3 Min Read
TOKYO (Reuters) - The Japanese cabinet minister overseeing reconstruction of areas devastated by the 2011 tsunami and Fukushima nuclear disaster resigned on Wednesday after saying it was better the disaster struck the northeastern region instead of Tokyo.
Masahiro Imamura was forced to quit after remarks he made on Tuesday at a party for ruling Liberal Democratic Party (LDP) lawmakers and is the latest in a spate of ruling party lawmakers in trouble for their comments or behaviour.
Speaking of the costs incurred in the 9.0 earthquake that set off a massive tsunami and left nearly 20,000 dead or missing, Imamura said: "It was better that this happened in the northeast."
The comments came just weeks after Imamura set off a furore at a news conference by disparaging people who left Fukushima out of fear after the world's worst nuclear disaster since Chernobyl, then shouting at a reporter and storming out of the room.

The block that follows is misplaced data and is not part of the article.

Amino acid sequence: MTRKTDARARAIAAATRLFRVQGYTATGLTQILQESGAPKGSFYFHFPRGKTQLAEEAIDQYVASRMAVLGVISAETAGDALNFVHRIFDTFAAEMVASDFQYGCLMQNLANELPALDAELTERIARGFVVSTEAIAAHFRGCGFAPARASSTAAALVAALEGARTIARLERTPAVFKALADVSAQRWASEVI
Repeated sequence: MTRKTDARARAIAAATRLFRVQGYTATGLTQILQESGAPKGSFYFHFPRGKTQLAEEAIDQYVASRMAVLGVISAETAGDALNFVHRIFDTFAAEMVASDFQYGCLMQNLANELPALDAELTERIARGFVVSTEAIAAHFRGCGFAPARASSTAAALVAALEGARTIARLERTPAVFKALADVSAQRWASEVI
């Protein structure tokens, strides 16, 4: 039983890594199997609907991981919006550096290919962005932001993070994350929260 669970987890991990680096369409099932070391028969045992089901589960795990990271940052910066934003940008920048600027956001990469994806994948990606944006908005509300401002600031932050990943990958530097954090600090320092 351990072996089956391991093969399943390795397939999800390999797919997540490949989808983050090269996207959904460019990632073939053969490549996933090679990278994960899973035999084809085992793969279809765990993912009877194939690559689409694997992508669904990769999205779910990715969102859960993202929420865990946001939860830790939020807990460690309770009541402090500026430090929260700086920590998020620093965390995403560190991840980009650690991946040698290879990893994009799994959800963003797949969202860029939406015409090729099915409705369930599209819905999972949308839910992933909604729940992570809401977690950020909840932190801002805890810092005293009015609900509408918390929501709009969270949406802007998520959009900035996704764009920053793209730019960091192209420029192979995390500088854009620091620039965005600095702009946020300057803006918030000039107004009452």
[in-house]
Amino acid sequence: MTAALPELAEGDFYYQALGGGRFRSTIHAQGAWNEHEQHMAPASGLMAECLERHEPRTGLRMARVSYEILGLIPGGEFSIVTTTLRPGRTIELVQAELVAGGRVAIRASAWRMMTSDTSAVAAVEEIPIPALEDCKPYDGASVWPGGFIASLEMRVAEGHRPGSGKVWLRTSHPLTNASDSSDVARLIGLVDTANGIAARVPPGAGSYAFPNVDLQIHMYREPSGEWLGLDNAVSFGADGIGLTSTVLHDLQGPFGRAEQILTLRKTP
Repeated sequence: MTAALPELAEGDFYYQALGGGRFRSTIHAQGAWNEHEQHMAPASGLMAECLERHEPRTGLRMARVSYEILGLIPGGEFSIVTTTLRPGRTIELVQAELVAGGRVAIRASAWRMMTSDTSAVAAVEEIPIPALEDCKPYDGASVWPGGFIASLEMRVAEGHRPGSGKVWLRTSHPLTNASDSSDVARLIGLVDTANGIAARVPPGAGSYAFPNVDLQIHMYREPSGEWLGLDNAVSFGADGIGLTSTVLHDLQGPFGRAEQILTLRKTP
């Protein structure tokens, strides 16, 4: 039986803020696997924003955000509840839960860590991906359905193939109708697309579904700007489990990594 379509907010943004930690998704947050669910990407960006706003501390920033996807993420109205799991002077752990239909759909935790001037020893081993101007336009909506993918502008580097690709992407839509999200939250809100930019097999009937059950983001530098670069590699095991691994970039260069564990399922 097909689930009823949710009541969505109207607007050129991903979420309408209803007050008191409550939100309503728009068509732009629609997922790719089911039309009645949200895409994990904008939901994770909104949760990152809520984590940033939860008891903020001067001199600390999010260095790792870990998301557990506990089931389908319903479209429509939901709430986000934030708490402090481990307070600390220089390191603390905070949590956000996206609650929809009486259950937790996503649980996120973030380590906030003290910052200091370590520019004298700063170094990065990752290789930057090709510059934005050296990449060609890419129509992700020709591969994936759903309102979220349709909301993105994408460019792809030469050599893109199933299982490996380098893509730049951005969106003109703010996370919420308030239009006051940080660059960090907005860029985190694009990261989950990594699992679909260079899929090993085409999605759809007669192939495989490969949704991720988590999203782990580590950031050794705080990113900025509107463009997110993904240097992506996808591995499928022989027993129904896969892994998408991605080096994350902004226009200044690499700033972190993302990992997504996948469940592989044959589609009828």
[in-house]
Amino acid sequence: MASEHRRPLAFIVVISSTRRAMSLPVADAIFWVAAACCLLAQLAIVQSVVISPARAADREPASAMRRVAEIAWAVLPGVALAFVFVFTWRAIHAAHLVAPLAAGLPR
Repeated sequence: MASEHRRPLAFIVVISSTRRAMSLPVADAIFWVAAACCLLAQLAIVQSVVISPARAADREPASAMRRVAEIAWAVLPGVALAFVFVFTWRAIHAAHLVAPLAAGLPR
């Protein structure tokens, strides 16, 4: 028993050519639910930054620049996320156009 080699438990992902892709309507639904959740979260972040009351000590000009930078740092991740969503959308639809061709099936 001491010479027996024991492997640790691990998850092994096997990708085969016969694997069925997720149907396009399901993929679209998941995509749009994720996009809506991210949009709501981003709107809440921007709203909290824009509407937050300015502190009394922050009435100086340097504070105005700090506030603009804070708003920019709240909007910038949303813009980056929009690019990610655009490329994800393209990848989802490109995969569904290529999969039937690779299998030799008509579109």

Imamura's comments prompted an immediate rebuke from Prime Minister Shinzo Abe, who apologized on his behalf. His swift resignation was seen aimed at minimizing the damage to Abe's government, which has been accused of complacency in the absence of a viable opposition.
"It was an extremely inappropriate comment and hurtful to people in the disaster zone, an act causing the people a reconstruction minister works for to lose trust in him, " Abe told reporters after Imamura resigned.
The subject still touches a raw nerve because regional businesses have struggled to recover and reconstruction work has been slow. Many evacuee families have also given up hope of returning to their home towns.
Shunsuke Mutai, a deputy reconstruction minister, drew fire last year after forcing a subordinate to carry him on his back so his feet could stay dry as he visited a flooded area. He quit in March on the eve of the sixth anniversary of the March 11 disaster after making a joke about the incident.
A week ago the vice minister of Economy, Trade and Industry, Toshinao Nakagawa, was forced to resign from his position after news broke of an extramarital affair. He later resigned from the LDP.
Abe's support currently hovers around 50 percent despite a series of recent scandals, including one involving a nationalist school. He has a shot at becoming Japan's longest-serving leader after party rule chances allow him to serve a third consecutive three-year term after his current tenure ends in 2018.
Additional reporting by Kiyoshi Takenaka; Editing by Michael Perry